LEARNING TO FORGET.
wore it as her only ornament. If he had any doubts about the reception she would give him, they were set at rest the minute she looked up and saw him; for, dropping everything, she ran to him, exclaiming in a tone of unmistakable love and longing,—
"Oh, Laurie, Laurie! I knew you'd come to me!"
I think everything was said and settled then; for, as they stood together quite silent for a moment, with the dark head bent down protectingly over the light one, Amy felt that no one could comfort and sustain her so well as Laurie, and Laurie decided that Amy was the only woman in the world who could fill Jo's place, and make him happy. He did not tell her so; but she was not disappointed, for both felt the truth, were satisfied, and gladly left the rest to silence.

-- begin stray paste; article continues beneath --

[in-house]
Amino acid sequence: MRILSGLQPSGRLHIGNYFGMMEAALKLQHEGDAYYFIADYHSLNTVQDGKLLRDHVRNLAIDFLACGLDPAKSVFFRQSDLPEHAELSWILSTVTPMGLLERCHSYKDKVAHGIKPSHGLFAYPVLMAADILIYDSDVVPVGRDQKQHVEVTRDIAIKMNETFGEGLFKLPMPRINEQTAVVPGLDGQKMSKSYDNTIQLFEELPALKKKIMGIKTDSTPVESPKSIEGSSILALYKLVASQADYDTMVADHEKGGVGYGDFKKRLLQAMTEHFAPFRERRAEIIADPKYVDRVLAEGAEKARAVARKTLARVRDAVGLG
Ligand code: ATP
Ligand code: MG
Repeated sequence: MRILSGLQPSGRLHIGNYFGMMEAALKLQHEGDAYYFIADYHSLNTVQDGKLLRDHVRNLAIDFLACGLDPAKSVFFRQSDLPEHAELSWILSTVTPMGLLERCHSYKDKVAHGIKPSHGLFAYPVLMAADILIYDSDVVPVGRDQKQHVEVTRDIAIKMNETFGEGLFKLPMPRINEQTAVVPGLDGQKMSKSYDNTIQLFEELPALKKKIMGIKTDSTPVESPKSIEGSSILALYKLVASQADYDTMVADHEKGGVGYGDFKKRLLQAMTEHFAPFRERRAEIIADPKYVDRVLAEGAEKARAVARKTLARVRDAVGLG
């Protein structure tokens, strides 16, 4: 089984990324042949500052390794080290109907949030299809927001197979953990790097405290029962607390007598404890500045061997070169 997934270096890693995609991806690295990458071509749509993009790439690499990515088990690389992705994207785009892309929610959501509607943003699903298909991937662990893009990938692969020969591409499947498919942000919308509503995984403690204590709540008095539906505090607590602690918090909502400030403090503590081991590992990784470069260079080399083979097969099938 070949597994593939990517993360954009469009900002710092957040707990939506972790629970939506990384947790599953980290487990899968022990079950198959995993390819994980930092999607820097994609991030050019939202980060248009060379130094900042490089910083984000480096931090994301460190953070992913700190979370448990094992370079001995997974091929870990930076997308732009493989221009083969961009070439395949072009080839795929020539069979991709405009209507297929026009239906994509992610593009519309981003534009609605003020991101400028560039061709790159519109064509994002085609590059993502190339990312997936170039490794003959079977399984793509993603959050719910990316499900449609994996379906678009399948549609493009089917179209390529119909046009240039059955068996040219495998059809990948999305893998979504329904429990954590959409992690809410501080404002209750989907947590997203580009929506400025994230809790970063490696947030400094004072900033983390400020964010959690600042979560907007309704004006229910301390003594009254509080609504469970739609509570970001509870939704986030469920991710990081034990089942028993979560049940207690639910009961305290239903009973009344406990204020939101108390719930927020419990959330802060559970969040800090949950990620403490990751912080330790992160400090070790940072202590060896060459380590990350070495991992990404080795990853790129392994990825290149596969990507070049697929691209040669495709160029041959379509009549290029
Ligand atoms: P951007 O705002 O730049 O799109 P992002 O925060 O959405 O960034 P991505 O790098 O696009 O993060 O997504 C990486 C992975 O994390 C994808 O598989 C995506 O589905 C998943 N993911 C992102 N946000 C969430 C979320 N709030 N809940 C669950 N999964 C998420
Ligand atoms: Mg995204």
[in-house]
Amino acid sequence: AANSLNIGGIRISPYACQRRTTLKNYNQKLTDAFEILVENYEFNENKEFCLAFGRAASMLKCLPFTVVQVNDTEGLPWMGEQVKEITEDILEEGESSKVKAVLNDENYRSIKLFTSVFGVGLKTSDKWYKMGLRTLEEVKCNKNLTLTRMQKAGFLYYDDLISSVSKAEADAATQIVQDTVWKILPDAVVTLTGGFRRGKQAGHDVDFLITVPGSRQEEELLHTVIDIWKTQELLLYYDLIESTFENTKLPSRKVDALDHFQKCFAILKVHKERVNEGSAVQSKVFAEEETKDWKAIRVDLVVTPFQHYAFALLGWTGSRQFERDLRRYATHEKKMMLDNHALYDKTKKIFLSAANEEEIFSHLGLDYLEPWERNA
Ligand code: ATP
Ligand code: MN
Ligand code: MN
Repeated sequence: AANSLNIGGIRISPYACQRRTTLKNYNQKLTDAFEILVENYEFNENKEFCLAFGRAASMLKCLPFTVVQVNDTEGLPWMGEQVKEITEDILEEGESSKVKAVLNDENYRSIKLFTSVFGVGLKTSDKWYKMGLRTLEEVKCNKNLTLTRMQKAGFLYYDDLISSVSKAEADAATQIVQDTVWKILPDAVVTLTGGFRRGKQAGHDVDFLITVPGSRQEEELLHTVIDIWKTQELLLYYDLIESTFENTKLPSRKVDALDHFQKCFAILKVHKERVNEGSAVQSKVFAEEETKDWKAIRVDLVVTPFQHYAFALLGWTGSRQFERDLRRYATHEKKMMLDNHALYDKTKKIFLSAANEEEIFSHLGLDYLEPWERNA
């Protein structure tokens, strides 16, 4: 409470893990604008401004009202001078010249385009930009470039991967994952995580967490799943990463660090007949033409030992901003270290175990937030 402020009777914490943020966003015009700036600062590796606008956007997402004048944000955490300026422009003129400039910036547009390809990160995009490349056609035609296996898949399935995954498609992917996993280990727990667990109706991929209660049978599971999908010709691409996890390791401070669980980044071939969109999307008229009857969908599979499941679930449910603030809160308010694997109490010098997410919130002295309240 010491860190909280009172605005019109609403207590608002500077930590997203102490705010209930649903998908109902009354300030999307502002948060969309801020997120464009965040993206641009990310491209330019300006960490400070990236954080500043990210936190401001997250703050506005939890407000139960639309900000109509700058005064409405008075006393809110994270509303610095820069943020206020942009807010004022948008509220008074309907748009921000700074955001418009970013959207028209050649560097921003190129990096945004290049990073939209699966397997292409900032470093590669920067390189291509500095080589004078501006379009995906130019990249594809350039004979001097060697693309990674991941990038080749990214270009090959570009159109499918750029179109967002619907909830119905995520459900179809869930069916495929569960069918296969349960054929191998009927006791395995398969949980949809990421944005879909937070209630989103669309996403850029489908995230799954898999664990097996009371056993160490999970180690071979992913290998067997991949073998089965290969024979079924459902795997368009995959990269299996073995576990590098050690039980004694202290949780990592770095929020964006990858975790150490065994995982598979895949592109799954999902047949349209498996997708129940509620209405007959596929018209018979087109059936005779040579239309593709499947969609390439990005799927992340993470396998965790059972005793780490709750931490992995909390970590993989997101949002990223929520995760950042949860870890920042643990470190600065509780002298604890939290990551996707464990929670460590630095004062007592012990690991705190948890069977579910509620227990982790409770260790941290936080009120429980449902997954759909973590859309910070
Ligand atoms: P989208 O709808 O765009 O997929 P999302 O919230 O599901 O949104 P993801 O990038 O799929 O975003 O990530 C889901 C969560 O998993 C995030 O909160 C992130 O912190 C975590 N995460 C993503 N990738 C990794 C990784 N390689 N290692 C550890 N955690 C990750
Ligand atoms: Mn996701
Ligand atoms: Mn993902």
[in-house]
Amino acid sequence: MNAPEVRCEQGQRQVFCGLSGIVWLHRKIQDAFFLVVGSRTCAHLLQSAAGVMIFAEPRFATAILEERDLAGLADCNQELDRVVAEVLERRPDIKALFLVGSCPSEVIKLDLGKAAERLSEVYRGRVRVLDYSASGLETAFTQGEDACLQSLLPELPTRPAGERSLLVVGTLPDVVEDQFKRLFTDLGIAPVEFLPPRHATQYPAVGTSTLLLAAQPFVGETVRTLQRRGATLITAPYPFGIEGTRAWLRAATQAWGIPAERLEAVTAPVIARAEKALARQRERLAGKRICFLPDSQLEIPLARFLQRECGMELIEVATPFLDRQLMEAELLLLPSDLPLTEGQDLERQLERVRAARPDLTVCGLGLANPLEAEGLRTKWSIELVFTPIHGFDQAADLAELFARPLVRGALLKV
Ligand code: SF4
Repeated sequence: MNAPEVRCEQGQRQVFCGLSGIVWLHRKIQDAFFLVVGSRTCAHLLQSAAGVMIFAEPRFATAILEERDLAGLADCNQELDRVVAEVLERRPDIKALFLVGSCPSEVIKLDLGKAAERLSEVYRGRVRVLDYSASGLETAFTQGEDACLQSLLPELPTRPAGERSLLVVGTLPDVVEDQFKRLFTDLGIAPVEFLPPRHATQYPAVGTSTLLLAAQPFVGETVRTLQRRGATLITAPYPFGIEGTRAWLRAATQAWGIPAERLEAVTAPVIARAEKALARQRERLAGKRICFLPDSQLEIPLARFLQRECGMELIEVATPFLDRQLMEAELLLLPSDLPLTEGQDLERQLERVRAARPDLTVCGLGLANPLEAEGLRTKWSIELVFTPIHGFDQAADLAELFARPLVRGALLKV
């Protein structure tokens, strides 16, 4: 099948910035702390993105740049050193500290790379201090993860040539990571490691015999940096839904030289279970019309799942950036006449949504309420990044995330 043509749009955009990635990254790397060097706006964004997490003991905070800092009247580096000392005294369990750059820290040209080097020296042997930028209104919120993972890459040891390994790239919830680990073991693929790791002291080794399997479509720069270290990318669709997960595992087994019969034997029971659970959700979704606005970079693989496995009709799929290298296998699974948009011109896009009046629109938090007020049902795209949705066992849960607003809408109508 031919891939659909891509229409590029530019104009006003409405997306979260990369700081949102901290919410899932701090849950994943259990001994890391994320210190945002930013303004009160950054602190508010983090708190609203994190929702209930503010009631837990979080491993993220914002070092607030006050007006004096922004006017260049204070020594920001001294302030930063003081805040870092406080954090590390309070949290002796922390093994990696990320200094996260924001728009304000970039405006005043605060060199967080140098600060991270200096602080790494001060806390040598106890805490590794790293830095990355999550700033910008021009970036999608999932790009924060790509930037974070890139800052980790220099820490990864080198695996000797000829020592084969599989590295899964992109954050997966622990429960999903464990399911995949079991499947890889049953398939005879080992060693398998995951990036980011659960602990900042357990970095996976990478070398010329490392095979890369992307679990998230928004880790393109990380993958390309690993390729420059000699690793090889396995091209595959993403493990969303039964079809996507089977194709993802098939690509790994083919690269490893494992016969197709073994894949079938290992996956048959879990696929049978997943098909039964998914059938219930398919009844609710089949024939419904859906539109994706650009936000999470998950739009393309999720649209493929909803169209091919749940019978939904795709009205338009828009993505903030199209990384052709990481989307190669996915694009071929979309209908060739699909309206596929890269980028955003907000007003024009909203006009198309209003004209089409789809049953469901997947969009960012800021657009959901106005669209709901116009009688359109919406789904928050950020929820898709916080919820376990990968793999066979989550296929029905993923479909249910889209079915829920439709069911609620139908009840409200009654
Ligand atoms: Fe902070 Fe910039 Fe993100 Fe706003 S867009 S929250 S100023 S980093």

In a minute Amy went back to her place; and while she dried her tears, Laurie gathered up the scattered papers, finding in the sight of sundry well-worn letters and suggestive sketches, good omens for the future. As he sat down beside her, Amy felt shy again, and turned rosy red at the recollection of her impulsive greeting.
"I couldn't help it; I felt so lonely and sad, and was so very glad to see you. It was such a surprise to look up and find you, just as I was beginning to fear you wouldn't come," she said, trying in vain to speak quite naturally.
"I came the minute I heard. I wish I could say something to comfort you for the loss of dear little Beth, but I can only feel, and—," he could not get any farther, for he, too, turned bashful all of a sudden, and did not quite know what to say. He longed to lay Amy's head down on his shoulder and tell her to